Did I mis-speak in my video? Sometimes when I'm filming, I try to pay attention to what I'm saying, what I need to say, what I'm doing, and if every thing is in the camera's view. With that said, I could have said something incorrect about kickback. I'll go back and review the video, and post a correction if need be.


Mattias in Durham, NC:

Thanks for your reply. That's exactly what I did, except I replaced the arbor first, and then the bearings (not knowing better). Maybe the arbor was fine.

The kickback reference comes from almost the last few words in your video. You were saying now that you're done you wanted to kick back and enjoy yourself.


Thanks for the great video! I have all kinds of misaligned things going on and I sure can use this to help me out. I just finished some wobbling drawers today and though, "wow is this blade out of alignment". I love the idea of the PALs. I think this is the fix I have been looking for.

Thanks again!!!
-Brad in Northern KY


Hey Craig,
I really enjoy the website,mainly due to your approach,low key useful practical information. The southern drawl makes me feel at ease and comfortable.

THings (work),are slow right now(a nice way of saying I'm banging my head against the wall wondering how to afford Christmas and make a house payment),but anyways,just watched the saw tune-up vid.and can't remember if you checked your blade for run out(I know you did the arbor),maybe you did off camera.

Cabinet/Furniture makers and Trim carpenters(and of course woodworking enthusiasts) are a weird bunch, we just work better if our tools are perfect(much to the delight of companys that sell measuring gauges and sharpening equipment).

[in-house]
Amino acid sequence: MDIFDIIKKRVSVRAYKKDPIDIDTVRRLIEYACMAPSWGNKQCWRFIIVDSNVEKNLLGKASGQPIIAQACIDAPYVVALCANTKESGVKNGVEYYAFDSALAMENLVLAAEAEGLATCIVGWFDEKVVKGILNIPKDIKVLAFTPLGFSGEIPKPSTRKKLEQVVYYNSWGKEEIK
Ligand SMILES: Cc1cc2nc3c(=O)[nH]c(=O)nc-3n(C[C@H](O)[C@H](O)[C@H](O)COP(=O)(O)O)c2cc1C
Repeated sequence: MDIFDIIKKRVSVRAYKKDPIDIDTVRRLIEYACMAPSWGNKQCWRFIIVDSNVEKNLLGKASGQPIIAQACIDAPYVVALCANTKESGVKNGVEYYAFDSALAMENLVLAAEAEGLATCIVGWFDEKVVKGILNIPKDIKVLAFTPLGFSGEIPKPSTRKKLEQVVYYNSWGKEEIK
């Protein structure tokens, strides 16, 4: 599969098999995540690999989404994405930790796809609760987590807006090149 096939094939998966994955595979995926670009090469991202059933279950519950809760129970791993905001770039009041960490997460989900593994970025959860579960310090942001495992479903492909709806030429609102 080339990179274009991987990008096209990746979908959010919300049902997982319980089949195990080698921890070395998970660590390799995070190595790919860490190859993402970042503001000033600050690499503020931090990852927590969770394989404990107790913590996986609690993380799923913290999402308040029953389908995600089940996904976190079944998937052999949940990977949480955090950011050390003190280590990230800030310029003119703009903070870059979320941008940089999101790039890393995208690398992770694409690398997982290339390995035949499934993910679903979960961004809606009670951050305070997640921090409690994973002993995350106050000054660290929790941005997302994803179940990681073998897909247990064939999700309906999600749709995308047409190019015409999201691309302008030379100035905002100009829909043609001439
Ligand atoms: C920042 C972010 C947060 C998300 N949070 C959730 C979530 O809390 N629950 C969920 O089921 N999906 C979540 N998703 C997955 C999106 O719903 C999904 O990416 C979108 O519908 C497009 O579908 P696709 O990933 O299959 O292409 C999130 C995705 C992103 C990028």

When people ask if I think they need two tune up their saw I ask them to do two things, 1. cut(RIP) a piece of wood and see if you have a even cross hatching effect on both of the pieces of wood and 2. take a long ,straight piece of wood as you can(or what you normally would cut)and cut it several times alternating the side against the fence finally taking a thin cut off piece. measure that piece with a micrometer(or some other accurate device)and see what the variation is. A couple of thousands difference and you are good to go. A tuned saw should be able to rip a .015 piece, a well tuned saw .005 in. or less. If you can't pass these two tests,they tell you wher to start looking.

Another thing I do is to set my fence scale accurately, meaning:Take a piece of straight wood as long as your fence,set fence at one inch and rip it,mic the wood and set fence accordingly,reset fence,recut,remic, adust until the same reading of one inch(+ or - what ever your comfort level is) is achieved. Note that this exercise should be done with each blade you use and after each sharpening.

This then becomes the scale by which all tape measures and other devices in the shop are compared.

I had to wait a long time to watch the vid . also(10 -15min. to load).
Just my .02 cents.
Thanks Craig